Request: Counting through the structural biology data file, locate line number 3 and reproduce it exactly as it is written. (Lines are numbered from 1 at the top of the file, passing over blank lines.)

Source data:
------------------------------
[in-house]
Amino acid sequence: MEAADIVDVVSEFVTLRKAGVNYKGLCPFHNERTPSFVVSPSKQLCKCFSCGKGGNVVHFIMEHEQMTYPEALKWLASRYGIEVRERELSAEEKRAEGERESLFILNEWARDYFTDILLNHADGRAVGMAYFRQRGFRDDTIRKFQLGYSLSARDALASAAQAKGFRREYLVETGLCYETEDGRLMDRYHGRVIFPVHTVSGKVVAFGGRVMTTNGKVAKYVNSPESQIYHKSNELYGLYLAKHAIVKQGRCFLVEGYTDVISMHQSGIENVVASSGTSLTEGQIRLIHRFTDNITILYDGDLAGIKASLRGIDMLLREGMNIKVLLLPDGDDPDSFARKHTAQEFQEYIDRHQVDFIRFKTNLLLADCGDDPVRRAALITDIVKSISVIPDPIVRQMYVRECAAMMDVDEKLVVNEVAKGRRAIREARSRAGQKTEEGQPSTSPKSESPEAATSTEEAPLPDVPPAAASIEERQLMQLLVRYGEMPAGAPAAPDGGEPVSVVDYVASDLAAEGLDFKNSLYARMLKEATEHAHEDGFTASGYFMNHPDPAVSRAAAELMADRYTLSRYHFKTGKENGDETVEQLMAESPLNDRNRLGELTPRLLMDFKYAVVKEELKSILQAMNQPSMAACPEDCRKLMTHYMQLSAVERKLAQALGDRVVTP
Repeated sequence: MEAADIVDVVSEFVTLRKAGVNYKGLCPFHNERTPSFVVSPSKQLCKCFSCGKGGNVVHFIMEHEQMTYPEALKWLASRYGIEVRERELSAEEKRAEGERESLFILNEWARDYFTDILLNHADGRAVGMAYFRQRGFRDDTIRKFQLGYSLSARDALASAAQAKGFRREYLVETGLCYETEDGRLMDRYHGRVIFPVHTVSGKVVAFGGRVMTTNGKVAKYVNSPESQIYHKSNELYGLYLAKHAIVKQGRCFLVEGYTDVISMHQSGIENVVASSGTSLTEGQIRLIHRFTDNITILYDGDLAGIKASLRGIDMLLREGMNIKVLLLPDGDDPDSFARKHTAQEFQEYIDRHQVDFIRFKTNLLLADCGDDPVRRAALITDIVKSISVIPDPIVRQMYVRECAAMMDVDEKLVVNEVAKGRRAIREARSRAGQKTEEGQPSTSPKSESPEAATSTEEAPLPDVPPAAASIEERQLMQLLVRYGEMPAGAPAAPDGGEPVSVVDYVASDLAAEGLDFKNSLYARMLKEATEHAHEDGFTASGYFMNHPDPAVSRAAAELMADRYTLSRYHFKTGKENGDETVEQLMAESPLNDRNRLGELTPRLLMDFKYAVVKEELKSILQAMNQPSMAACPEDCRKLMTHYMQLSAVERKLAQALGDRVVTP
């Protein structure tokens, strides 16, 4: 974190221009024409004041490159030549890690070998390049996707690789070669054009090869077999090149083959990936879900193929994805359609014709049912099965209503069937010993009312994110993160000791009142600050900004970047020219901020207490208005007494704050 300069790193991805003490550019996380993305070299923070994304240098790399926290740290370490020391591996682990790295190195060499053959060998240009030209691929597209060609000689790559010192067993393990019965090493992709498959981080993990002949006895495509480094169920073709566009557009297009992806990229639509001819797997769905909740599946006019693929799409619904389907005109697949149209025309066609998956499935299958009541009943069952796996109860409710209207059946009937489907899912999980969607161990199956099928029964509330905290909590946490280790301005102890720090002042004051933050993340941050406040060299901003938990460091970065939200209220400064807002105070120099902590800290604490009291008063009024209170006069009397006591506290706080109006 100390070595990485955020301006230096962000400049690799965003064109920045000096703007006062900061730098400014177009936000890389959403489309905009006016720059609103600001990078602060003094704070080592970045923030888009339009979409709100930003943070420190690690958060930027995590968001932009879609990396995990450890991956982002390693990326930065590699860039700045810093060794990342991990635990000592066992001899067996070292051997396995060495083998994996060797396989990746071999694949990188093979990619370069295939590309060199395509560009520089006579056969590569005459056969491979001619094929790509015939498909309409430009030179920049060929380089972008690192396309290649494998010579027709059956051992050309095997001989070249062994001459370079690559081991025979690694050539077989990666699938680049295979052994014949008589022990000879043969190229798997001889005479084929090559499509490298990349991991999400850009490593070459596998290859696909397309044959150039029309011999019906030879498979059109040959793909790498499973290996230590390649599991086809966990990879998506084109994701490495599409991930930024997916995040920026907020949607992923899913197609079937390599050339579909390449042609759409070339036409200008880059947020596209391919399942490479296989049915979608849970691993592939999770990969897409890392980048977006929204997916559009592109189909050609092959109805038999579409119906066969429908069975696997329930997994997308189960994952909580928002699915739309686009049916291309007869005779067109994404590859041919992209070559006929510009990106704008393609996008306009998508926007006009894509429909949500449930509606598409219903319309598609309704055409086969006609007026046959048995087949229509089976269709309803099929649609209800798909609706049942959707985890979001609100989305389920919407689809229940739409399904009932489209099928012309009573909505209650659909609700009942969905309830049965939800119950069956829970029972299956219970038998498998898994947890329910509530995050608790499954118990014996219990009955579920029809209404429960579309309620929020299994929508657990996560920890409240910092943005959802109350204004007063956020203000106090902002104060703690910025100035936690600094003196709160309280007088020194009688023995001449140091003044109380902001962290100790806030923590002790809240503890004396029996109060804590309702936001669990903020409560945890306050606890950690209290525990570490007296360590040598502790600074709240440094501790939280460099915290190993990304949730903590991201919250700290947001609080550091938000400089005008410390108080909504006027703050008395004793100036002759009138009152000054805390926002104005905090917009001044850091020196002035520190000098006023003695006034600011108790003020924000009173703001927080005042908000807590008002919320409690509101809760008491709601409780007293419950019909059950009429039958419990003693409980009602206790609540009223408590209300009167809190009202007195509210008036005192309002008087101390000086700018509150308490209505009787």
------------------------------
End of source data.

Repeated sequence: MEAADIVDVVSEFVTLRKAGVNYKGLCPFHNERTPSFVVSPSKQLCKCFSCGKGGNVVHFIMEHEQMTYPEALKWLASRYGIEVRERELSAEEKRAEGERESLFILNEWARDYFTDILLNHADGRAVGMAYFRQRGFRDDTIRKFQLGYSLSARDALASAAQAKGFRREYLVETGLCYETEDGRLMDRYHGRVIFPVHTVSGKVVAFGGRVMTTNGKVAKYVNSPESQIYHKSNELYGLYLAKHAIVKQGRCFLVEGYTDVISMHQSGIENVVASSGTSLTEGQIRLIHRFTDNITILYDGDLAGIKASLRGIDMLLREGMNIKVLLLPDGDDPDSFARKHTAQEFQEYIDRHQVDFIRFKTNLLLADCGDDPVRRAALITDIVKSISVIPDPIVRQMYVRECAAMMDVDEKLVVNEVAKGRRAIREARSRAGQKTEEGQPSTSPKSESPEAATSTEEAPLPDVPPAAASIEERQLMQLLVRYGEMPAGAPAAPDGGEPVSVVDYVASDLAAEGLDFKNSLYARMLKEATEHAHEDGFTASGYFMNHPDPAVSRAAAELMADRYTLSRYHFKTGKENGDETVEQLMAESPLNDRNRLGELTPRLLMDFKYAVVKEELKSILQAMNQPSMAACPEDCRKLMTHYMQLSAVERKLAQALGDRVVTP